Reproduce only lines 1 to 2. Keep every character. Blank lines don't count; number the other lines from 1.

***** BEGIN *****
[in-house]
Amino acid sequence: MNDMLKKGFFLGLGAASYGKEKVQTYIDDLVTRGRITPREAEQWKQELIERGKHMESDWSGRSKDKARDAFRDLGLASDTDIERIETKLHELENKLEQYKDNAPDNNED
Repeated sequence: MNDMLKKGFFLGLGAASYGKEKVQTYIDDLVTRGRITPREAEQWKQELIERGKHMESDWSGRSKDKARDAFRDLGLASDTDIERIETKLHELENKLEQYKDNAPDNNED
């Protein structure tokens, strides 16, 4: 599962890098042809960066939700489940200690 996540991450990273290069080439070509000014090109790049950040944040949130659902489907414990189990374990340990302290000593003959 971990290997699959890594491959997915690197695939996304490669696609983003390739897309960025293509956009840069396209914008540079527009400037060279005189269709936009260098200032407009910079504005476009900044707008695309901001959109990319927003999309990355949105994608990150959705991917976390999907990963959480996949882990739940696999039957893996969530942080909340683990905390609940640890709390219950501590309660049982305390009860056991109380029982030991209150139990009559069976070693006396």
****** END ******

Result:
[in-house]
Amino acid sequence: MNDMLKKGFFLGLGAASYGKEKVQTYIDDLVTRGRITPREAEQWKQELIERGKHMESDWSGRSKDKARDAFRDLGLASDTDIERIETKLHELENKLEQYKDNAPDNNED